3) Enterprise resource planning (ERP)

AI adoption in ERP systems has also gained quick traction. AI has allowed businesses to automate routine tasks, gain access to real-time operational insights, as well as improve overall operational efficiency and resource management. An impactful and common use case is using AI for forecasting sales and purchasing needs. This provides business owners with critical information to optimise inventory management. There is significant progress in the optimisation of inventory management. We are seeing businesses automating larger portions of their purchasing and inventory management workflows. Compliance tracking is also another use case; here, AI is used to automate the tracking and monitoring of critical operations, and to identify potential non-compliance to the relevant process owners. This integration helps businesses to minimise resources for manual oversight.


The integration of AI into accounting practices has brought several benefits to accountancy and finance professionals. This has significantly improved productivity. With AI handling routine tasks, accountants can now focus on strategic activities such as analysis, advisory services, and supporting decision-making. This shift not only enhances the value they bring to their roles but also improves job satisfaction by engaging them in more meaningful and intellectually rewarding work. We see evidence that some tasks are being replaced through automation; however, new tasks have emerged through the use of AI. Additionally, AI-driven tools provide accountants with deeper insights into financial data, allowing them to identify trends and patterns that would be difficult to detect manually. This capability enables them to offer more proactive advice and solutions to their clients or stakeholders, further enhancing their role as strategic partners in business.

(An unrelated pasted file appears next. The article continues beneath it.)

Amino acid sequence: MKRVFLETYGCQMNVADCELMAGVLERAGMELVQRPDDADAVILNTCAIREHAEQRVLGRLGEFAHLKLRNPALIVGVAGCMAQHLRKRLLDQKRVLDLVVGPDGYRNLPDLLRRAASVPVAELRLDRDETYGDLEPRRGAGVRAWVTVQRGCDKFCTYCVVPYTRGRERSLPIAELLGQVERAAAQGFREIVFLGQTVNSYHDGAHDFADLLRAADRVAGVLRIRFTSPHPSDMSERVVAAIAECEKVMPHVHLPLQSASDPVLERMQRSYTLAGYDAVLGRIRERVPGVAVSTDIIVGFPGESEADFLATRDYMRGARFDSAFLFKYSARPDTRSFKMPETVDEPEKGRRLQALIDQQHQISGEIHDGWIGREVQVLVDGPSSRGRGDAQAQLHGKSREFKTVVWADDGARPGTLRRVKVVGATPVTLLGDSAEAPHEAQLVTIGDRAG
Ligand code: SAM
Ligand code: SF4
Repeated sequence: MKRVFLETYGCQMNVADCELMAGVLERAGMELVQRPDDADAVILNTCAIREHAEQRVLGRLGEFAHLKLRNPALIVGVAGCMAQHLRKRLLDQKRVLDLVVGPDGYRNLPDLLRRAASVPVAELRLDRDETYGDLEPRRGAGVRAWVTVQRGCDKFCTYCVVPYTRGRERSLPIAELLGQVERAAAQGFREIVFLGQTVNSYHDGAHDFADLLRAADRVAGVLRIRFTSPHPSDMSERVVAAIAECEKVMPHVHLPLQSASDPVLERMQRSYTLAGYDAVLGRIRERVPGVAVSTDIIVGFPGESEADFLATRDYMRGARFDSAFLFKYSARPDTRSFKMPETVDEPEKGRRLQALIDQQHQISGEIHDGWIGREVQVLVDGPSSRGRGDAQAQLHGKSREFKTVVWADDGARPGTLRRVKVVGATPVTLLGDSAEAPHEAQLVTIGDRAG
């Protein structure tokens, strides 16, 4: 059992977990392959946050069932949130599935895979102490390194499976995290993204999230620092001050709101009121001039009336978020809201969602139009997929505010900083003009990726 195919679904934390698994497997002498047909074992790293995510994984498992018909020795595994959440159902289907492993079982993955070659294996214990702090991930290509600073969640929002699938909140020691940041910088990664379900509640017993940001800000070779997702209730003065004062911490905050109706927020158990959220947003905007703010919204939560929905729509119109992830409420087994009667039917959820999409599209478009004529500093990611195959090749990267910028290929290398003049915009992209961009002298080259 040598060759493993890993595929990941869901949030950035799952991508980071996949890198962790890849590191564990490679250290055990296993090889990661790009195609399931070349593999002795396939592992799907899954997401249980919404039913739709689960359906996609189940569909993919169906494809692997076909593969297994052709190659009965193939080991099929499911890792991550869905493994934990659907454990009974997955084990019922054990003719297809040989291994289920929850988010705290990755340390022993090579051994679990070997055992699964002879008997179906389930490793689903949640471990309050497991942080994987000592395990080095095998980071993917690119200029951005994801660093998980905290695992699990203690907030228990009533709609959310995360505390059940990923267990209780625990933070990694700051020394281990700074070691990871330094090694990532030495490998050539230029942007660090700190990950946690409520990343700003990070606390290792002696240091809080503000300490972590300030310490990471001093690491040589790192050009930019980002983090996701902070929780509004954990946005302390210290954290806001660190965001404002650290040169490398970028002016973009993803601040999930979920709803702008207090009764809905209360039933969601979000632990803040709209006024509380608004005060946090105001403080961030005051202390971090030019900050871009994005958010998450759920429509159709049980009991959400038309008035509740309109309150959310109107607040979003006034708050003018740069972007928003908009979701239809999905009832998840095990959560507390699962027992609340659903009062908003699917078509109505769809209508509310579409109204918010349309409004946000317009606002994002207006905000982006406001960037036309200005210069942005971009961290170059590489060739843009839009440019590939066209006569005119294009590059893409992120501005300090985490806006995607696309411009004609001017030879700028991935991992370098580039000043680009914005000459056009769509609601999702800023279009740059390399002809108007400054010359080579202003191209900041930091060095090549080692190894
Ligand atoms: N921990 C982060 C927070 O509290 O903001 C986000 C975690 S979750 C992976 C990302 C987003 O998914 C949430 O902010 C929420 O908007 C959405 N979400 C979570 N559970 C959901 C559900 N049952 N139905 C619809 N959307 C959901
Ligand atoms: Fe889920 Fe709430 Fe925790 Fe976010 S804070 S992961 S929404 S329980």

This is great news for the accountancy industry. At present, we are experiencing a decline in the global supply of new accounting talents. This is keenly felt in Singapore, with our ongoing accounting talent crunch. Hence, the adoption of AI in accounting will be more of a boon than bane for many accounting professions and businesses. AI will eventually be another useful tool in the accountants’ arsenal, similar to how spreadsheets transformed the accounting industry decades ago.


While the benefits of AI in accounting are clear, it’s important to approach its integration with caution. Without good design, governance and oversight, AI could be misused or cause adverse impacts on people. In the HR industry, Amazon’s AI recruiter was taken down after it was discovered to be biased against women in the job application screening process. In accounting, areas such as tax accounting and advisories are especially vulnerable to errors and bias that might be propagated by AI.